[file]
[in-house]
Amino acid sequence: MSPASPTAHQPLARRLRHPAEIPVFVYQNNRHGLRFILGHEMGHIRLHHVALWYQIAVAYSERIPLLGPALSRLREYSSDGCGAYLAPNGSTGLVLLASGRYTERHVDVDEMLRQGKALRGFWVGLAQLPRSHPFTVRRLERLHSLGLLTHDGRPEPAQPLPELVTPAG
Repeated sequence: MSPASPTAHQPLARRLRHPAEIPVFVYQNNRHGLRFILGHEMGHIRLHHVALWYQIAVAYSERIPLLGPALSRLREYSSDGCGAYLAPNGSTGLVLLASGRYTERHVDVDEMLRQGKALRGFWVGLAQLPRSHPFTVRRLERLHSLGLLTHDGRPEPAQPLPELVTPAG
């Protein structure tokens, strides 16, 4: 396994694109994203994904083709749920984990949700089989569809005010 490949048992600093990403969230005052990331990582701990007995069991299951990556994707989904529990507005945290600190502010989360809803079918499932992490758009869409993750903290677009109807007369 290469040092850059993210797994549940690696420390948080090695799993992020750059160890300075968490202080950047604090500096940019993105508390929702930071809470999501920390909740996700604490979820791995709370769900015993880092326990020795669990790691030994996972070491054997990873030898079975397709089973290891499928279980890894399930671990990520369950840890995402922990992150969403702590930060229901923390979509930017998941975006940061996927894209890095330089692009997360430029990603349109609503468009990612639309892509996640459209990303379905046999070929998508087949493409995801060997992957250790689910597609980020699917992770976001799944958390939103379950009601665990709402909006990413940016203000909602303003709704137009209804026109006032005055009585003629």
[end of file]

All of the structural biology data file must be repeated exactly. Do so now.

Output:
[in-house]
Amino acid sequence: MSPASPTAHQPLARRLRHPAEIPVFVYQNNRHGLRFILGHEMGHIRLHHVALWYQIAVAYSERIPLLGPALSRLREYSSDGCGAYLAPNGSTGLVLLASGRYTERHVDVDEMLRQGKALRGFWVGLAQLPRSHPFTVRRLERLHSLGLLTHDGRPEPAQPLPELVTPAG
Repeated sequence: MSPASPTAHQPLARRLRHPAEIPVFVYQNNRHGLRFILGHEMGHIRLHHVALWYQIAVAYSERIPLLGPALSRLREYSSDGCGAYLAPNGSTGLVLLASGRYTERHVDVDEMLRQGKALRGFWVGLAQLPRSHPFTVRRLERLHSLGLLTHDGRPEPAQPLPELVTPAG
């Protein structure tokens, strides 16, 4: 396994694109994203994904083709749920984990949700089989569809005010 490949048992600093990403969230005052990331990582701990007995069991299951990556994707989904529990507005945290600190502010989360809803079918499932992490758009869409993750903290677009109807007369 290469040092850059993210797994549940690696420390948080090695799993992020750059160890300075968490202080950047604090500096940019993105508390929702930071809470999501920390909740996700604490979820791995709370769900015993880092326990020795669990790691030994996972070491054997990873030898079975397709089973290891499928279980890894399930671990990520369950840890995402922990992150969403702590930060229901923390979509930017998941975006940061996927894209890095330089692009997360430029990603349109609503468009990612639309892509996640459209990303379905046999070929998508087949493409995801060997992957250790689910597609980020699917992770976001799944958390939103379950009601665990709402909006990413940016203000909602303003709704137009209804026109006032005055009585003629």